2) Just because something is listed here, there is absolutely no guarantee that it gets reviewed + (truly) RTBCed + committed in time for feature freeze and makes it into 8.6. As you can see, there are lots of issues in the list below, and we're all doing our best to stay on top of them. Worst-case, there's always 8.7. :)
3) This post gets into nitty-gritty "technical audience" details; if you're interested in a more broad overview of initiatives and their aims for 8.6 and beyond, there's the strategic initiatives overview on Drupal.org. I was also recently on a Lullbabot podcast to that effect.

OK, here we go! These are listed in alphabetical order.

Admin UI & JavaScript Modernization

This initiative has some lofty goals indeed, to redesign Drupal's admin experience, and modernize the underlying JavaScript code in Drupal to meet modern standards/best practices. While there's a ton of work actively going on in these areas right now, most of the fruit won't bear until 8.7 or later. If you're planning/able to go, come join the sprint next week at Drupal Developer Days Lisbon!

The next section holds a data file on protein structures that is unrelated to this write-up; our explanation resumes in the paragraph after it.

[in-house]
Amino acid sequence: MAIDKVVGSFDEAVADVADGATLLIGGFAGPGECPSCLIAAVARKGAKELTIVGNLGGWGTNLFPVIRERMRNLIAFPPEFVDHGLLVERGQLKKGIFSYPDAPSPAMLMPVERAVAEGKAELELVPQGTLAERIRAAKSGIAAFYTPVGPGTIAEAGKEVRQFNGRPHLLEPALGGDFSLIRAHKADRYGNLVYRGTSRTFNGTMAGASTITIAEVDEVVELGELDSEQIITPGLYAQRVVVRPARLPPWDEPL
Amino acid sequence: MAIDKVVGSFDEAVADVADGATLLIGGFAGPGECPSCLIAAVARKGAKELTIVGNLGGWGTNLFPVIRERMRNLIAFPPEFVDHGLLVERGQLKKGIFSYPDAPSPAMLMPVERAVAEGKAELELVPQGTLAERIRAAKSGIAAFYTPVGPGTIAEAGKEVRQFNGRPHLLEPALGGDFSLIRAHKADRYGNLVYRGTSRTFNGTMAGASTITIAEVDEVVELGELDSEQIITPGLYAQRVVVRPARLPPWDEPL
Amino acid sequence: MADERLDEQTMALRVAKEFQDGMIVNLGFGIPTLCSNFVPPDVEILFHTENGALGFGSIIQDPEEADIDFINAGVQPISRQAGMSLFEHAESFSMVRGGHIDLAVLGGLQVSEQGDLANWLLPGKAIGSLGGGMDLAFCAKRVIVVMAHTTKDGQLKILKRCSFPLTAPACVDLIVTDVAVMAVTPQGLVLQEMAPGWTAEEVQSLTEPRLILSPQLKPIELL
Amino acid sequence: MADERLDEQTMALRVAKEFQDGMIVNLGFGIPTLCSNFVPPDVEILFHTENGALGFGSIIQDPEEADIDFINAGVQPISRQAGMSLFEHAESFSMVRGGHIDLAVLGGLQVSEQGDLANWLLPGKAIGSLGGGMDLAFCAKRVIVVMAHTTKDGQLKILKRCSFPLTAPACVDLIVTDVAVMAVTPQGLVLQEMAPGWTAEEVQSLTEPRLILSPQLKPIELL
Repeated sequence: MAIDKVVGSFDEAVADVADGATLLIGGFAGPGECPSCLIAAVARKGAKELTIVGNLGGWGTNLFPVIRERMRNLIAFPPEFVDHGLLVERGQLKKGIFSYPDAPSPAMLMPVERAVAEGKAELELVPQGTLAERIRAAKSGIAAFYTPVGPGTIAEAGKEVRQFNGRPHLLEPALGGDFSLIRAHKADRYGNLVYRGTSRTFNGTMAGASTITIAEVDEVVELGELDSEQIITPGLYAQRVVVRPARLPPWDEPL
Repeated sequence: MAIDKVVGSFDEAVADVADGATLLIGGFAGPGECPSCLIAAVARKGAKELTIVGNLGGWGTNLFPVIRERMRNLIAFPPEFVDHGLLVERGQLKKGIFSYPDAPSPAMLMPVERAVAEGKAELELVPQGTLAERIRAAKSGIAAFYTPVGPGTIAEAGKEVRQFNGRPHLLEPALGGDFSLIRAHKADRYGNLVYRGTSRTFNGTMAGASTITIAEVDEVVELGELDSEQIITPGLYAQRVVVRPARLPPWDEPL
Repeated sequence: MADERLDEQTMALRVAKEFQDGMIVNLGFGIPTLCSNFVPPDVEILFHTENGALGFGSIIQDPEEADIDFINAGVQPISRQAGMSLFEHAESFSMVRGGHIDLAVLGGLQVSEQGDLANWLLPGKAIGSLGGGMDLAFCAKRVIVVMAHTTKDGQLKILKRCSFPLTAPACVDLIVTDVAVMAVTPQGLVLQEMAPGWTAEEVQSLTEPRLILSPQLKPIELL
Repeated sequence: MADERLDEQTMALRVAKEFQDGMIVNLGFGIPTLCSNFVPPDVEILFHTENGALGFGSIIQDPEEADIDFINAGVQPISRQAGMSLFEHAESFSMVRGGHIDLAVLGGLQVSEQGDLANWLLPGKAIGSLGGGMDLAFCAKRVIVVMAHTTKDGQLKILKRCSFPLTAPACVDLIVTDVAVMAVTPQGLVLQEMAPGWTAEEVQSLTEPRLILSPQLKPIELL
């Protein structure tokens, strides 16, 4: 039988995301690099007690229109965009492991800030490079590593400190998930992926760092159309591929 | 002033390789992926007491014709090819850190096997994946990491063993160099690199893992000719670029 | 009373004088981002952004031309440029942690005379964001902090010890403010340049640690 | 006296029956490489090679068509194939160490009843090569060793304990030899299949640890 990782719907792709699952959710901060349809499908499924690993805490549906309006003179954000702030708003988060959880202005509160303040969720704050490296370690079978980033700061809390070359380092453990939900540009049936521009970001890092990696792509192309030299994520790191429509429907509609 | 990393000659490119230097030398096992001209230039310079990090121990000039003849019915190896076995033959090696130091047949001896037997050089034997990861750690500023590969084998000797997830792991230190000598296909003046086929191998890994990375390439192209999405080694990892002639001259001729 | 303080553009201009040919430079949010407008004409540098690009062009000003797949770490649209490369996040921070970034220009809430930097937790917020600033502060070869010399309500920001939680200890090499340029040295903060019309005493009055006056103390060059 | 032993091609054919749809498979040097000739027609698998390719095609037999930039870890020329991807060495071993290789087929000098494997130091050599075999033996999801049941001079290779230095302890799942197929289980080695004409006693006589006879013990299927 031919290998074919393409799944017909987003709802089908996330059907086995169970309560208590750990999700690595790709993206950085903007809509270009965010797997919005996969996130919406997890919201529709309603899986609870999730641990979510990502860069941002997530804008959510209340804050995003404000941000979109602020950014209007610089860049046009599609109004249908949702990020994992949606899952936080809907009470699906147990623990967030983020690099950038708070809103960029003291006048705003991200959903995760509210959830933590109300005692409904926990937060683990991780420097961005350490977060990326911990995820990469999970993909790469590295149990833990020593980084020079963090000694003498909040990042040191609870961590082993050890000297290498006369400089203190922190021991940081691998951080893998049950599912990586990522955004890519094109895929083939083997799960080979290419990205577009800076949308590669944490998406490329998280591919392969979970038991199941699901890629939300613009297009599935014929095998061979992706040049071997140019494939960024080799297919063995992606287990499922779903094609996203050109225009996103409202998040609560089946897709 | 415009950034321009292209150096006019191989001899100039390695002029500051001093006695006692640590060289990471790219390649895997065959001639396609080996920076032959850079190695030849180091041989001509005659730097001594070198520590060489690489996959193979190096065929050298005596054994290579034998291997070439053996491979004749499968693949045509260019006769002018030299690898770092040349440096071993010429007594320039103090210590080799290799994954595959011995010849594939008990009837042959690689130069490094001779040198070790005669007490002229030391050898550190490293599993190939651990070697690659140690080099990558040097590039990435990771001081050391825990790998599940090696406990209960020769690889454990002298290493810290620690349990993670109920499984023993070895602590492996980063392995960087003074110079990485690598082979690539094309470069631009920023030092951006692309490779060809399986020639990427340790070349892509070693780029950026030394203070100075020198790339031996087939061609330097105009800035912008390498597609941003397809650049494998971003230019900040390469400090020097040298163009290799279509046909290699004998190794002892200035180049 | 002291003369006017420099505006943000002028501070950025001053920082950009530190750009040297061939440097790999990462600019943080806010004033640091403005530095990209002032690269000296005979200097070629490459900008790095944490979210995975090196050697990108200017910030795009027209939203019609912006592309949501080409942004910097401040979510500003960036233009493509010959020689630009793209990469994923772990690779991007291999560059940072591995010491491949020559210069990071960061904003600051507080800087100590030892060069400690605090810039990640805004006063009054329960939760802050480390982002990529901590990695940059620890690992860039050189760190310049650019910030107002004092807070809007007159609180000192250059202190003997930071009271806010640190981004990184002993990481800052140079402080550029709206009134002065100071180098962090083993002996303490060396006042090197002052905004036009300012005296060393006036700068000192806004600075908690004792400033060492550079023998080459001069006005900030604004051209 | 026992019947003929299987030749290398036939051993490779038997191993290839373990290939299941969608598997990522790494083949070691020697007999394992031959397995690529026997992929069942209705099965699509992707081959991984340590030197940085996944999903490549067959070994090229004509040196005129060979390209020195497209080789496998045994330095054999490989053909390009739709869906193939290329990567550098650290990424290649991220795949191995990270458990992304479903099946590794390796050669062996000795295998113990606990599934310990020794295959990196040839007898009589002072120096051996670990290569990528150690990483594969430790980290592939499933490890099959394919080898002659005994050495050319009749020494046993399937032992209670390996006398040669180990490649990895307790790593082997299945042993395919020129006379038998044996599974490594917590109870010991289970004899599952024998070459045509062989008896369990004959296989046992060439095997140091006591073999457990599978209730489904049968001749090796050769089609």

For 8.6, one of the big accomplishments of this initiative was introducing Nightwatch.js testing framework to core, which allows us to test JavaScript code with (wait for it)... JavaScript (what a concept!). This will be critical in ensuring that the React-ified components work as expected, and our existing JavaScript-rich functionality continues to work solidly as we expand on dynamic functionality in the UI.

Here are the issues this team has surfaced as important for 8.6:

Make Nightwatch testing more generally useful